This is a country which has a debt that is 300 percent of its GDP. Its Belt and Road Initiative (BRI) is staring at a financial catastrophe in the Covid-19 world. It has lent $1.5 trillion to more than 150 countries. Several of these countries would soon be defaulting on loans.
Most of us know that China is world’s largest exporter. Very few realize that it’s also world’s second largest importer. It imports minerals and oil to run its industries which feed its exports. Why is it endangering these imports?
It’s telecom giant Huawei, with over $100 billion of revenue every year, has gone on a “survival mode” as said by its own president, Guo Ping since US has shut its door. So would do India, England and the Western world.
Isn’t China mindful that the world is seething in anger against them? That actions against Beijing are already shifting gears? Why is it shooting itself in the foot? Why is it willing to lose in seconds all that it had gained in decades?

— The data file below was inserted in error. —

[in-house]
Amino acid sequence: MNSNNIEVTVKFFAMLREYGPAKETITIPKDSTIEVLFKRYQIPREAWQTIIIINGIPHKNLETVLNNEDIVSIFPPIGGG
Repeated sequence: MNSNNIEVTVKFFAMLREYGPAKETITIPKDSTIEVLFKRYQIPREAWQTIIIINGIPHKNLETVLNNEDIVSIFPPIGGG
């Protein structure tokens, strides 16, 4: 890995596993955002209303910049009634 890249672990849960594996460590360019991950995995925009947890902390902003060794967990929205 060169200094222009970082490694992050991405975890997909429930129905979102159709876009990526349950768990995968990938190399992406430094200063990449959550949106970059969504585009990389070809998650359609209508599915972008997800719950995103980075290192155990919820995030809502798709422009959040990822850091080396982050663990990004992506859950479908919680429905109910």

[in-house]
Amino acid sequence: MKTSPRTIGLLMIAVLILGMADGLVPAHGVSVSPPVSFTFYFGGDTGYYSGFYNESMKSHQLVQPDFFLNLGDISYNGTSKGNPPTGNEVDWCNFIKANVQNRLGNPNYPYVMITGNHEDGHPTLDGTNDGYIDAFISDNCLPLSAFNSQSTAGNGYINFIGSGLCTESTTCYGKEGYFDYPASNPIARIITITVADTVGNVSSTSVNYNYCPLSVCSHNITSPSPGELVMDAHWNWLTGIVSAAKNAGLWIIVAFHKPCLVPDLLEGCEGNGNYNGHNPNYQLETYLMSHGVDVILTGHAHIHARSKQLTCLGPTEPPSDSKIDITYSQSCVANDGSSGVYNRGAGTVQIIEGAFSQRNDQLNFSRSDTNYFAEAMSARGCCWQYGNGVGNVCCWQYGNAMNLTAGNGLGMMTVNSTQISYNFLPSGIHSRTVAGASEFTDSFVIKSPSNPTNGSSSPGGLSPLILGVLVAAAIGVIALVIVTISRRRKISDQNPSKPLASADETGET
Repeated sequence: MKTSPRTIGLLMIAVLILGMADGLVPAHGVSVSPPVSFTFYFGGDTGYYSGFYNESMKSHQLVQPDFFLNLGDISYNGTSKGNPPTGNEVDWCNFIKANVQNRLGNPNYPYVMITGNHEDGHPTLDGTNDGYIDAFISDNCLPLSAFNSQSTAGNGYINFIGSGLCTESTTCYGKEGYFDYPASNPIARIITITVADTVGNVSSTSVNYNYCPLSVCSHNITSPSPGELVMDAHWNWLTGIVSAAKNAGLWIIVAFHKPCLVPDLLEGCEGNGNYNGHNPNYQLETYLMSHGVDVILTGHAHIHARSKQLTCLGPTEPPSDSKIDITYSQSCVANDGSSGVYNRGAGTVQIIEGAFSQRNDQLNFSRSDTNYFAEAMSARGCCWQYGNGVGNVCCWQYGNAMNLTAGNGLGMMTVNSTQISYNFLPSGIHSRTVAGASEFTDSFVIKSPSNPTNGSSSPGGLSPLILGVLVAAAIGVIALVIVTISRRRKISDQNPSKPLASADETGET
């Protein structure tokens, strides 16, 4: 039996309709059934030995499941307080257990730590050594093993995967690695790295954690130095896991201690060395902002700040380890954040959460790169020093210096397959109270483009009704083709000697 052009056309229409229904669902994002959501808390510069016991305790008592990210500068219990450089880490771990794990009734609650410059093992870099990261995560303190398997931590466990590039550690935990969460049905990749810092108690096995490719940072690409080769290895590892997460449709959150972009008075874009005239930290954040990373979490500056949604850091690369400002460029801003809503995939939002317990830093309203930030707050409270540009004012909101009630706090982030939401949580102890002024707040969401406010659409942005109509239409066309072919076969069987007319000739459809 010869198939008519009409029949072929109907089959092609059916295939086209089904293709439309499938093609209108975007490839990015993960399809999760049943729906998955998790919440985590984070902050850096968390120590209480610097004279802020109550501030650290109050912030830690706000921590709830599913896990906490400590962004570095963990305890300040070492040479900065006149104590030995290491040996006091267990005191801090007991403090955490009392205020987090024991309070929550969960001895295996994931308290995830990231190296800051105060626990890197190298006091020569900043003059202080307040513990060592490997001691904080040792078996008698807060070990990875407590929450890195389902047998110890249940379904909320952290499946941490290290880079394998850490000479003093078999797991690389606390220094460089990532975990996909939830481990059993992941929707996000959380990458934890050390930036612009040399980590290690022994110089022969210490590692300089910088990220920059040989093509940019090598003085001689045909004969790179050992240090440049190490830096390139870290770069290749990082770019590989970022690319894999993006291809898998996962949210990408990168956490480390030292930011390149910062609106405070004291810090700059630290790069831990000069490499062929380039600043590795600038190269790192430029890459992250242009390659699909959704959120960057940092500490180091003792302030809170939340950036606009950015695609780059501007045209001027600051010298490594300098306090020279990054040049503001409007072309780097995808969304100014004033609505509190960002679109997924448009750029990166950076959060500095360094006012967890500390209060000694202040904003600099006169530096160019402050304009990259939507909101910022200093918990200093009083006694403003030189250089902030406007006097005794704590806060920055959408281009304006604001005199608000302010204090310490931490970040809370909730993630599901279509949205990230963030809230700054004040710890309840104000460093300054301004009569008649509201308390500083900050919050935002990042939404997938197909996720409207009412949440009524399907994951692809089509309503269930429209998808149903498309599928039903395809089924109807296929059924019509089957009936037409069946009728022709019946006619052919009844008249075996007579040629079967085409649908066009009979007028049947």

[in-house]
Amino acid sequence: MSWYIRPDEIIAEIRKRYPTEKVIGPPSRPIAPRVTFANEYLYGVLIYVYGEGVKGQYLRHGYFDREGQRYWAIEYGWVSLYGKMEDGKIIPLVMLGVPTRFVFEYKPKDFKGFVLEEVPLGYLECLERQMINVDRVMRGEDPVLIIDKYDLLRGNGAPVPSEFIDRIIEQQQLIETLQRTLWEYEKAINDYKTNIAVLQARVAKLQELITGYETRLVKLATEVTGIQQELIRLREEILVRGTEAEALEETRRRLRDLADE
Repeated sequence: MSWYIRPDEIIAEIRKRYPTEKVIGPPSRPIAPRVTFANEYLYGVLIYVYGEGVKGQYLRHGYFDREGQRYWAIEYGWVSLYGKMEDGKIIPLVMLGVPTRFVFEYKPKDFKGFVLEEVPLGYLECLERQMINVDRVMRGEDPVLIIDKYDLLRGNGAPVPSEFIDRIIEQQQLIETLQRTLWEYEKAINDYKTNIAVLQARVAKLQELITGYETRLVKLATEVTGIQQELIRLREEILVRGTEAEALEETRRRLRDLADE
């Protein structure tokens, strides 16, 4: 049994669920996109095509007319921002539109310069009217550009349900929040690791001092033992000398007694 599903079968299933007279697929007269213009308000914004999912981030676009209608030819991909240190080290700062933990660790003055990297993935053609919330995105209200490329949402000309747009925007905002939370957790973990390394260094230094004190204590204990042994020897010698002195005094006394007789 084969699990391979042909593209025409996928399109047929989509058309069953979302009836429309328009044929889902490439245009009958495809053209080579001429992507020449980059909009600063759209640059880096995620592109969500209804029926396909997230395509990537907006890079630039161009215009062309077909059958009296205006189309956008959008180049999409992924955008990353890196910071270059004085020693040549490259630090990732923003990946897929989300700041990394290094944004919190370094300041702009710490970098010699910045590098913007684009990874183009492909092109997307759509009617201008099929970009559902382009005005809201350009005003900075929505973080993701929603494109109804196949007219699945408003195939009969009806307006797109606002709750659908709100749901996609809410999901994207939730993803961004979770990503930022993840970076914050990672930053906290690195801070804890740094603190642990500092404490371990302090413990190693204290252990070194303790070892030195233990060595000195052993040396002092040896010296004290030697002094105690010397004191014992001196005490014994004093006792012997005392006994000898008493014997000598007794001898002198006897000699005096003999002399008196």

An incident during the lockdown perhaps holds an answer to China’s present recklessness. People of Hubei and Ziangxi clashed with the police as they were refrained from crossing the bridge over the Yangtze River. All they wanted was to get back to work. China’s big firms, which engage 30 crore migrants, were opening up. Millions today need work to survive.
It’s all about population
China has always worried about its population. Even way back in 1820, every third person in the world was Chinese. It could feed its people due to its fertile floodlands around two major rivers: the Yellow river and Yangtze River. That of course was the agricultural era. But food is food in any era. That was the reason it annexed Tibet since both these rivers originated there. What if India, a neighbour, poisons those rivers? What if a puny like Tibet, without any army, could choke it to its death? China thus staked its claim on Tibet and cooked up historical evidence when Tibetans are no Han Chinese.